Caching and cleaning

To speed up the documentation build, Sphinx processes only those files that have been changed since the last build. This mechanism can sometimes cause issues such as navigation not being updated correctly.

If you experience any of such issues, clean the build folders before you run the documentation build.

To clean all the build files:

ninja clean

To clean the build folders for a particular documentation set:

ninja docset-name-clean

Here, docset-name is the name of the documentation set, for example, nrf.

Downloading cached builds

The nRF Connect SDK provides cached builds for the current documentation. That means that if you do not have local modifications to a documentation set, you can download a cached version of the build. Downloading is usually quicker than building the documentation from scratch, however, this might depend on your Internet connection speed.

Note

Using cached builds is currently in an experimental state.

To enable the online cache, set the NCS_CACHE_ENABLE environment variable. For example, on Windows, enter the following command:

set NCS_CACHE_ENABLE=1

The cached build is downloaded only if there are no local modifications to a specific documentation set. To force the download even if there are local modifications, set NCS_CACHE_FORCE in addition to NCS_CACHE_ENABLE.

Different versions

Documentation sets for different versions of the nRF Connect SDK are defined in the doc/versions.json file. This file is used to display the version drop-down in the top-left corner of each documentation page.

nRF Connect SDK documentation version drop-down

nRF Connect SDK documentation version drop-down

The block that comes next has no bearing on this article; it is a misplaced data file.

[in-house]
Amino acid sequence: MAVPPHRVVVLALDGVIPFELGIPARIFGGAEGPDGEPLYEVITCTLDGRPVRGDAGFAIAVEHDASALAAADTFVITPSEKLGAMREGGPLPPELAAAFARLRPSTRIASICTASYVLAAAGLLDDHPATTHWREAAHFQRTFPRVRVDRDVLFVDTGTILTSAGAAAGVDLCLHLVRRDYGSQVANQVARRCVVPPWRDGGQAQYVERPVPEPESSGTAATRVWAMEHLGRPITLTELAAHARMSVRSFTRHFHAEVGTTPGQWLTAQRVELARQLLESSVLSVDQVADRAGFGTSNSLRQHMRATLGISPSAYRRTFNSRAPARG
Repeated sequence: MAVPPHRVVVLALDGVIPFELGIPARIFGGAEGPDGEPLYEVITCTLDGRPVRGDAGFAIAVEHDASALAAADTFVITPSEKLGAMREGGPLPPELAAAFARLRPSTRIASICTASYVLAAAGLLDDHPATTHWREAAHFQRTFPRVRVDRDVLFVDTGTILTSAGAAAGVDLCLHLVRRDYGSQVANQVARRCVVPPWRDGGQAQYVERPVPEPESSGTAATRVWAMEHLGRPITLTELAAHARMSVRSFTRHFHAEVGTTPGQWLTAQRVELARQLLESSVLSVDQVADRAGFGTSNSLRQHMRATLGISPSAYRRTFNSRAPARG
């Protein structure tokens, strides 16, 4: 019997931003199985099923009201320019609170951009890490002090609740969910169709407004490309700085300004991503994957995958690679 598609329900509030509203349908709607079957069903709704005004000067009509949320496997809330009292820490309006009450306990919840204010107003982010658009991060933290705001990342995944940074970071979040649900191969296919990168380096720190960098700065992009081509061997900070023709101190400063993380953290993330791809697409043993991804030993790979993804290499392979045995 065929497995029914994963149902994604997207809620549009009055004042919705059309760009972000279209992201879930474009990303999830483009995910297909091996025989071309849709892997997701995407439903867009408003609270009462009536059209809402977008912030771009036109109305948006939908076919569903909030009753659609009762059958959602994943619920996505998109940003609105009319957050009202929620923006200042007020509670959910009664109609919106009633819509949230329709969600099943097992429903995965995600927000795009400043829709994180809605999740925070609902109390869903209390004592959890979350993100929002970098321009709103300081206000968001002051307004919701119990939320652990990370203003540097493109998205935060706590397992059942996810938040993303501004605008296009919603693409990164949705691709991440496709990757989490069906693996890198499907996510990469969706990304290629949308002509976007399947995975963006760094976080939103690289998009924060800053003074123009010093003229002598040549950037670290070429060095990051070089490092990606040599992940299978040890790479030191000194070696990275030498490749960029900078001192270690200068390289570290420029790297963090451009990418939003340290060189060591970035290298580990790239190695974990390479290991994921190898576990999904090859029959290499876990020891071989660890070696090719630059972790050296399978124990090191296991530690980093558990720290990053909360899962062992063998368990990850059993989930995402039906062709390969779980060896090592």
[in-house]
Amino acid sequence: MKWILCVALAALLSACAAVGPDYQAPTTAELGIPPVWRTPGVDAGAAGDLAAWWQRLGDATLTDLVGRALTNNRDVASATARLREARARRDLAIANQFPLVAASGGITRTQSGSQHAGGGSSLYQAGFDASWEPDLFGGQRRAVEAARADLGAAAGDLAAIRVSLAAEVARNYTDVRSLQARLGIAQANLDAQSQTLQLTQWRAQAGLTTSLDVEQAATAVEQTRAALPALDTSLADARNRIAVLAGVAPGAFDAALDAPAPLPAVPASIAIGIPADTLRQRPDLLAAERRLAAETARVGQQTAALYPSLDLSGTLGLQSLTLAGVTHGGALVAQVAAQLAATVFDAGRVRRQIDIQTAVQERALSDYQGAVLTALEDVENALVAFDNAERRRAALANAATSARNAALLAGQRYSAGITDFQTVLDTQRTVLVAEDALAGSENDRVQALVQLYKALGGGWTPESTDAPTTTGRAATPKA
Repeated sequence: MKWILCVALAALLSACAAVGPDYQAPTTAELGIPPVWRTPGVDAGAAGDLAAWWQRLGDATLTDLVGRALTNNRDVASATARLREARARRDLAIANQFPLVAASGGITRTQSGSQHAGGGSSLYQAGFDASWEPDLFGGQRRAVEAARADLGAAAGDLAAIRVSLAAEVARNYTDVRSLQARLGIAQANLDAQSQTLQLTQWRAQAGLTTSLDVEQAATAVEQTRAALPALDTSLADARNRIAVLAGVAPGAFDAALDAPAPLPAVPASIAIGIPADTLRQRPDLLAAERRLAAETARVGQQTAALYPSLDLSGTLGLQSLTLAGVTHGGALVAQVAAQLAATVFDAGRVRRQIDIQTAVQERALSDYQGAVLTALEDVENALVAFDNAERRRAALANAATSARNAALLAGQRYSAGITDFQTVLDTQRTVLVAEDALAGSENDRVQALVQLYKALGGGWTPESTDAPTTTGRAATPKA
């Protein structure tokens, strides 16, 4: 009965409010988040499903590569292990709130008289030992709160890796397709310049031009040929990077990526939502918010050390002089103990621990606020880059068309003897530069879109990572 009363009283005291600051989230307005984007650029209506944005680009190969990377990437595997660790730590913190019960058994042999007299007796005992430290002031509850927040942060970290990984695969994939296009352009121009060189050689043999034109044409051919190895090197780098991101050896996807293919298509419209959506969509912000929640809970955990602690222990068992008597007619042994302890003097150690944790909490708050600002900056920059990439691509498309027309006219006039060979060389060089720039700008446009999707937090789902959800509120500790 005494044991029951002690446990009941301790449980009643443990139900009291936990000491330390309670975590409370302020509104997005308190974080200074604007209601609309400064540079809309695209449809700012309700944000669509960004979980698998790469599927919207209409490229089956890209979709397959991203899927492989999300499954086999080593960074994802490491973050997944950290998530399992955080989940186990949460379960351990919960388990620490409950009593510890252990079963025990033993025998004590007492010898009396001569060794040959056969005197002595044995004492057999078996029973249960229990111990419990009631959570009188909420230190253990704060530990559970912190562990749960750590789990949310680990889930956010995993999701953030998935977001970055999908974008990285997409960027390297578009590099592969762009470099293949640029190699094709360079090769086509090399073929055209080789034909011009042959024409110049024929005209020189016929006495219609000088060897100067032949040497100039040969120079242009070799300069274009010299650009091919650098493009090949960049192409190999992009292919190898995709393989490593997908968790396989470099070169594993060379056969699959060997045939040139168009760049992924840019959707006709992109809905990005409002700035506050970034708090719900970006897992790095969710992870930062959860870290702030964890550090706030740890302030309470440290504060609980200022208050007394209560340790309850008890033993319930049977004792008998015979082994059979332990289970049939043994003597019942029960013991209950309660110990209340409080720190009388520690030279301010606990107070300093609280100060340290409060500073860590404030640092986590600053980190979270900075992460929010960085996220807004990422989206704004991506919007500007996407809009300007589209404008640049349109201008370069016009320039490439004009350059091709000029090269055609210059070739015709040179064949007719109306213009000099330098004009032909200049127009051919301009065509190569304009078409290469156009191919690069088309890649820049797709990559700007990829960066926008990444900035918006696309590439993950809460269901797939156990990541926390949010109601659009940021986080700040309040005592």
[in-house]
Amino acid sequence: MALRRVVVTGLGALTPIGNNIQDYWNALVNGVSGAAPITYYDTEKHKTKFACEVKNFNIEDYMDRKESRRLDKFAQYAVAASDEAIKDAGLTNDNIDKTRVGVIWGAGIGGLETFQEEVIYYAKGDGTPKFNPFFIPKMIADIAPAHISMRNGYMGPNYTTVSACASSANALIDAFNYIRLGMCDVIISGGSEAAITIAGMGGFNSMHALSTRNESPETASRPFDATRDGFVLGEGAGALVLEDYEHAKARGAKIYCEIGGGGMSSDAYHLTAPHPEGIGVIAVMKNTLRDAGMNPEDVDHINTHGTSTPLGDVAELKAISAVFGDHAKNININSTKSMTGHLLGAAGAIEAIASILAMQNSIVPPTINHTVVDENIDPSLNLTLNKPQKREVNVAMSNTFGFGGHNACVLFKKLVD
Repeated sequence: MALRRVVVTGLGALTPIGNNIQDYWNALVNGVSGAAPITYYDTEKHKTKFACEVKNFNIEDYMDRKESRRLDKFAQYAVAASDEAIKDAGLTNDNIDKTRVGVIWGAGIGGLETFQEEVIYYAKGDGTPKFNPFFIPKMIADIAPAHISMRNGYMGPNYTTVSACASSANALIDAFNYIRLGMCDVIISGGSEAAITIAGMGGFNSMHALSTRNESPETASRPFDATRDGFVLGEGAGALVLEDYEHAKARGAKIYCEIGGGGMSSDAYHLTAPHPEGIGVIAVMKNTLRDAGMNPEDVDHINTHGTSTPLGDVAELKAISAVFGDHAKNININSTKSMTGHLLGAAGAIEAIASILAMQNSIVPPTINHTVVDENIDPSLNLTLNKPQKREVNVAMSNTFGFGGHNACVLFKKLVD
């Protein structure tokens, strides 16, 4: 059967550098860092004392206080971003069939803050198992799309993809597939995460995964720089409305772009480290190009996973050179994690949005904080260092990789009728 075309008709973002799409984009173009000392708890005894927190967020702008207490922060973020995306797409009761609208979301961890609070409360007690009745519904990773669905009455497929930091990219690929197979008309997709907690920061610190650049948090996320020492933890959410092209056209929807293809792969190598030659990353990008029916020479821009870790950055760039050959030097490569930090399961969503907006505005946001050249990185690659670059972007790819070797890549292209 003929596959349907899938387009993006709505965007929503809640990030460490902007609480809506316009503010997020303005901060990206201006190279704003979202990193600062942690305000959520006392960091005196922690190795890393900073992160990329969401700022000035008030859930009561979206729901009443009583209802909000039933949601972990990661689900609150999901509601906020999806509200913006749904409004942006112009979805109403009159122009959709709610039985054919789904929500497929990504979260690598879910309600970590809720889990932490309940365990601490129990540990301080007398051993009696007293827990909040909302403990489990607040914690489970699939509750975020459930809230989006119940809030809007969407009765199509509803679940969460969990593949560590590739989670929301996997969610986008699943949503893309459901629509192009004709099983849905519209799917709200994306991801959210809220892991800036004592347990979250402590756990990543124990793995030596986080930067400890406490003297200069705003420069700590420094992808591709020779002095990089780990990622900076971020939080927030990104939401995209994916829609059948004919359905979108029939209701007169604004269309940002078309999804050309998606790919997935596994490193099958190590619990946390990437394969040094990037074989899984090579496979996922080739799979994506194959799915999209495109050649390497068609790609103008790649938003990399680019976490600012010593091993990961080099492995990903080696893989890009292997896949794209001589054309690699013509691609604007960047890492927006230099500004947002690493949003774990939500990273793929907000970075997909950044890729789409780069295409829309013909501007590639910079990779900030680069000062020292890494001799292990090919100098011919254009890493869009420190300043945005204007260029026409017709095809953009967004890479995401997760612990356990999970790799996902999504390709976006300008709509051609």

The version drop-down is displayed only if the documentation files are organized in the required folder structure and the documentation is hosted on a web server. To test the version drop-down locally, complete the following steps:

  1. In the documentation build folder (for example, _build), rename the html folder to latest.

  2. Open a command-line window in the documentation build folder and enter the following command to start a Python web server:

    python -m http.server
    
  3. Access http://localhost:8000/latest/index.html with your browser to see the documentation.

To add other versions of the documentation to your local documentation output, build the versions from a tagged release and rename the html folder to the respective version (for example, 1.6.1).

Dealing with warnings

When building the documentation, all warnings are regarded as errors, so they will make the documentation build fail.

However, there are some known issues with Sphinx and Breathe that generate Sphinx warnings even though the input is valid C code. To deal with such unavoidable warnings, Zephyr provides the Sphinx extension zephyr.warnings_filter that filters out warnings based on a set of regular expressions. You can find the extension together with usage details at ncs/zephyr/doc/_extensions/zephyr/warnings_filter.py.

The configuration file that defines the expected warnings for the nrf documentation set is located at ncs/nrf/doc/nrf/known-warnings.txt. It contains regular expressions to filter out warnings related to duplicate C declarations. These warnings are caused by different objects (for example, a struct and a function or nested elements) sharing the same name.